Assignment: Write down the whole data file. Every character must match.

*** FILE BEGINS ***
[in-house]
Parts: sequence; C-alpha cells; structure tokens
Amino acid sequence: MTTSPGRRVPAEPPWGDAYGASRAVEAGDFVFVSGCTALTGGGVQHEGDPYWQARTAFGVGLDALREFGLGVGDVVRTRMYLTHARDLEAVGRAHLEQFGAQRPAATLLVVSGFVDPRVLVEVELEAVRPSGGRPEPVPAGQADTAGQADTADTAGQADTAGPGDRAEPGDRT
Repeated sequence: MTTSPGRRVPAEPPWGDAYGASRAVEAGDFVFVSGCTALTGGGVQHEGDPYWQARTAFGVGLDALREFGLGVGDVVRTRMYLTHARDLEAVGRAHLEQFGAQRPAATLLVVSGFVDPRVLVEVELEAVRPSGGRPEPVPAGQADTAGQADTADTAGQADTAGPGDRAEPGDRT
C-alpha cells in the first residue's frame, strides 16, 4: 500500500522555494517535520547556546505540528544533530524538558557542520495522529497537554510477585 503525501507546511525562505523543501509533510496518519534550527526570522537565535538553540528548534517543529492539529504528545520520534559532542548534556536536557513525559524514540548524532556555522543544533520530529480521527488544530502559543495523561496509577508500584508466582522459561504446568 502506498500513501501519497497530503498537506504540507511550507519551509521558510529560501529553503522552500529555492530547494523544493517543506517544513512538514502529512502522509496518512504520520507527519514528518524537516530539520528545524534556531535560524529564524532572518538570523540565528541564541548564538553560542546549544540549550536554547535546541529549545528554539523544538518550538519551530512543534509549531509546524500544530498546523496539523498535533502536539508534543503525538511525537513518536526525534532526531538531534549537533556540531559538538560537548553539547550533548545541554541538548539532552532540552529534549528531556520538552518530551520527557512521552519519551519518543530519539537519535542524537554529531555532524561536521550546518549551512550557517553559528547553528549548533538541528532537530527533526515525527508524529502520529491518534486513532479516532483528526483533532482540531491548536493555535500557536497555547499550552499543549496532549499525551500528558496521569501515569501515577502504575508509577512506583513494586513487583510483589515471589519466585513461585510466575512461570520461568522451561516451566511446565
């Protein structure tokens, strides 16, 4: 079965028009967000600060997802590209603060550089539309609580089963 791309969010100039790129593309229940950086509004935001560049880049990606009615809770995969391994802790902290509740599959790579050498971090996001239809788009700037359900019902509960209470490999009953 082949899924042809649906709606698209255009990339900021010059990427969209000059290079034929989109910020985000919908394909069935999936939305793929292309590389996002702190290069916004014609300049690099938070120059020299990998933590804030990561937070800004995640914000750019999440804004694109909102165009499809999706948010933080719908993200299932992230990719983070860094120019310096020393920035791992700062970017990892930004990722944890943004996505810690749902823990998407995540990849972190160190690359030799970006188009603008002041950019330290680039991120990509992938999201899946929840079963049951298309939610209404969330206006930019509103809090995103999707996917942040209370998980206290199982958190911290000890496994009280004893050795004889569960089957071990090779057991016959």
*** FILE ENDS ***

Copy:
[in-house]
Parts: sequence; C-alpha cells; structure tokens
Amino acid sequence: MTTSPGRRVPAEPPWGDAYGASRAVEAGDFVFVSGCTALTGGGVQHEGDPYWQARTAFGVGLDALREFGLGVGDVVRTRMYLTHARDLEAVGRAHLEQFGAQRPAATLLVVSGFVDPRVLVEVELEAVRPSGGRPEPVPAGQADTAGQADTADTAGQADTAGPGDRAEPGDRT
Repeated sequence: MTTSPGRRVPAEPPWGDAYGASRAVEAGDFVFVSGCTALTGGGVQHEGDPYWQARTAFGVGLDALREFGLGVGDVVRTRMYLTHARDLEAVGRAHLEQFGAQRPAATLLVVSGFVDPRVLVEVELEAVRPSGGRPEPVPAGQADTAGQADTADTAGQADTAGPGDRAEPGDRT
C-alpha cells in the first residue's frame, strides 16, 4: 500500500522555494517535520547556546505540528544533530524538558557542520495522529497537554510477585 503525501507546511525562505523543501509533510496518519534550527526570522537565535538553540528548534517543529492539529504528545520520534559532542548534556536536557513525559524514540548524532556555522543544533520530529480521527488544530502559543495523561496509577508500584508466582522459561504446568 502506498500513501501519497497530503498537506504540507511550507519551509521558510529560501529553503522552500529555492530547494523544493517543506517544513512538514502529512502522509496518512504520520507527519514528518524537516530539520528545524534556531535560524529564524532572518538570523540565528541564541548564538553560542546549544540549550536554547535546541529549545528554539523544538518550538519551530512543534509549531509546524500544530498546523496539523498535533502536539508534543503525538511525537513518536526525534532526531538531534549537533556540531559538538560537548553539547550533548545541554541538548539532552532540552529534549528531556520538552518530551520527557512521552519519551519518543530519539537519535542524537554529531555532524561536521550546518549551512550557517553559528547553528549548533538541528532537530527533526515525527508524529502520529491518534486513532479516532483528526483533532482540531491548536493555535500557536497555547499550552499543549496532549499525551500528558496521569501515569501515577502504575508509577512506583513494586513487583510483589515471589519466585513461585510466575512461570520461568522451561516451566511446565
């Protein structure tokens, strides 16, 4: 079965028009967000600060997802590209603060550089539309609580089963 791309969010100039790129593309229940950086509004935001560049880049990606009615809770995969391994802790902290509740599959790579050498971090996001239809788009700037359900019902509960209470490999009953 082949899924042809649906709606698209255009990339900021010059990427969209000059290079034929989109910020985000919908394909069935999936939305793929292309590389996002702190290069916004014609300049690099938070120059020299990998933590804030990561937070800004995640914000750019999440804004694109909102165009499809999706948010933080719908993200299932992230990719983070860094120019310096020393920035791992700062970017990892930004990722944890943004996505810690749902823990998407995540990849972190160190690359030799970006188009603008002041950019330290680039991120990509992938999201899946929840079963049951298309939610209404969330206006930019509103809090995103999707996917942040209370998980206290199982958190911290000890496994009280004893050795004889569960089957071990090779057991016959």